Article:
A new visualization of US Census Bureau data reveals—in soothingly colorful bars and interactive key metrics—that married people are the weird ones. And you’d be surprised how many Americans get married at 15.
By and large, the data plays out as one might expect. Marriage rates take off around age 28 and start to slow down significantly at 68. Right in the middle of that range, from around age 45 to age 60, is where the bulk of divorces happen. By age 70, the number of people who report being widowed starts to climb.
It’s a beautiful, flowing graph of the many paths a human life can take as the number of people to potentially share it with slowly dwindles. However, there’s two are slightly disturbing takeaways to be had in this data. Statistically, if you and your partner make it to age 94, one of you is probably not long for this world. From age 93 to age 94, the number of widowed people in the US more than doubles.
On the other end of the age spectrum, the numbers show that over 66,000 Americans under the age of 18 are married, and over 10,000 had already been married and then separated or divorced.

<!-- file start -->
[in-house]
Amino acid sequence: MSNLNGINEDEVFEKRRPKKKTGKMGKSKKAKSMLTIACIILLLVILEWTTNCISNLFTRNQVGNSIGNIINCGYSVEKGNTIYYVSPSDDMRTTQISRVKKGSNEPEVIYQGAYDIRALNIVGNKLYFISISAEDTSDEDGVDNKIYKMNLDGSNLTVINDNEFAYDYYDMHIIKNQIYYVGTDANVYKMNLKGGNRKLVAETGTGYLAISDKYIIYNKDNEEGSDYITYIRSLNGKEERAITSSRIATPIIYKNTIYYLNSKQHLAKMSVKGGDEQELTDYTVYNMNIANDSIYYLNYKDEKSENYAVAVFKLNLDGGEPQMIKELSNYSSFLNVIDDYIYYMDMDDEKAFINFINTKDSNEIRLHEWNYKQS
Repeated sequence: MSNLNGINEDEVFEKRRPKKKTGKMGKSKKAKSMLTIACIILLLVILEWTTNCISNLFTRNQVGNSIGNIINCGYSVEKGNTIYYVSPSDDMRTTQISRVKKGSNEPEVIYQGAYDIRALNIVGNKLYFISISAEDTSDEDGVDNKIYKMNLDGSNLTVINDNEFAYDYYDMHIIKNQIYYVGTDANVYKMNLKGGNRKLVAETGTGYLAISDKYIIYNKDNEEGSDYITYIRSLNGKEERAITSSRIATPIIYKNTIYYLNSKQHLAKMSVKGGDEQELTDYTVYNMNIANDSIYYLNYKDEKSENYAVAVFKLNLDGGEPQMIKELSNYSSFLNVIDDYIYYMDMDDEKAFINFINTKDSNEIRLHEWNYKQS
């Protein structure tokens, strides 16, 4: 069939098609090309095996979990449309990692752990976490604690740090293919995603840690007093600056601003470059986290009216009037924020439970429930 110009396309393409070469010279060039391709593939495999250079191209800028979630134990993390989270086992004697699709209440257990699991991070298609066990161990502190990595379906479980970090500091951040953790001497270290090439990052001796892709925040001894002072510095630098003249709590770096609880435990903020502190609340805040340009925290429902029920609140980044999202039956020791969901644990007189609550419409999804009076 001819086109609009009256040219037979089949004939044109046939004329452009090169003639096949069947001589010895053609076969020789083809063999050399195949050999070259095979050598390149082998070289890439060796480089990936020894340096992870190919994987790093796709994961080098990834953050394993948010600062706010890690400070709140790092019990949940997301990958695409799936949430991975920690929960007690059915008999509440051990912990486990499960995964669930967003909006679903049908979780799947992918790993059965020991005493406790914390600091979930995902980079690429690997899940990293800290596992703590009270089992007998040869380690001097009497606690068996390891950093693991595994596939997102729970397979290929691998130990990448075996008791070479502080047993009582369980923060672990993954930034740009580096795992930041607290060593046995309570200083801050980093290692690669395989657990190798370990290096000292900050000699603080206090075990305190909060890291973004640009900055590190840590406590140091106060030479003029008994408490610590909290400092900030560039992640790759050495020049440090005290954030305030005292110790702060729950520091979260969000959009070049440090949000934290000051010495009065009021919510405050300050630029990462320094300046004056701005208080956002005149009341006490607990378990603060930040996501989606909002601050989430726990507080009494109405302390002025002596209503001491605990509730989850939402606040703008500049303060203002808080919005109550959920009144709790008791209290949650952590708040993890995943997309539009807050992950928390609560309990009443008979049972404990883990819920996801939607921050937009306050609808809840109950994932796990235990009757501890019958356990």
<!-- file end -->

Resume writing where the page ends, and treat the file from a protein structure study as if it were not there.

While fun to draw conclusions on American values from, the data is far from conclusive, as it’s only drawn from the census data for 2014. There are some clear trends in aggregate, but the filtering by sex, race, state, and employment status sometimes spits back graphs that point to the limited scope of the data set. Selecting only Alaska Native women residing in Montana but are outside the labor force, for example, results in this:
So it seems like there are about 51 51-year-old widowed women who meet that criteria, and about 91 married 68-year-olds in similar straits. Which seems unlikely.
Feel free to mess around with the tool here, but as mentioned, take the results lightly. (Unless they make you feel better about your current relationship status. Then by all means, these are good graphs to hang your hat on.)